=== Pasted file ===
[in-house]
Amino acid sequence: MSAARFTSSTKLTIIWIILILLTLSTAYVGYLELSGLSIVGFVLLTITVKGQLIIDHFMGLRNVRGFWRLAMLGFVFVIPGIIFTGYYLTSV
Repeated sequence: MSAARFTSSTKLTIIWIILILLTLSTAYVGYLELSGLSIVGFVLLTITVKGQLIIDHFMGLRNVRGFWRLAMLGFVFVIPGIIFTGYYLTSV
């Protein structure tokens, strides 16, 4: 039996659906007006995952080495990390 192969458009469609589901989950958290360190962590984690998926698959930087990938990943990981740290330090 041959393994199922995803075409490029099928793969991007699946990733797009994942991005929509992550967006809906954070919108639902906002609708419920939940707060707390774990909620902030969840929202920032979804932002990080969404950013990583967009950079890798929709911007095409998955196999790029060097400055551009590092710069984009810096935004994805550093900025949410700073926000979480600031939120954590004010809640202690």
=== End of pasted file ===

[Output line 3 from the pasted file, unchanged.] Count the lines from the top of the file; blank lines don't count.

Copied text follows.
Repeated sequence: MSAARFTSSTKLTIIWIILILLTLSTAYVGYLELSGLSIVGFVLLTITVKGQLIIDHFMGLRNVRGFWRLAMLGFVFVIPGIIFTGYYLTSV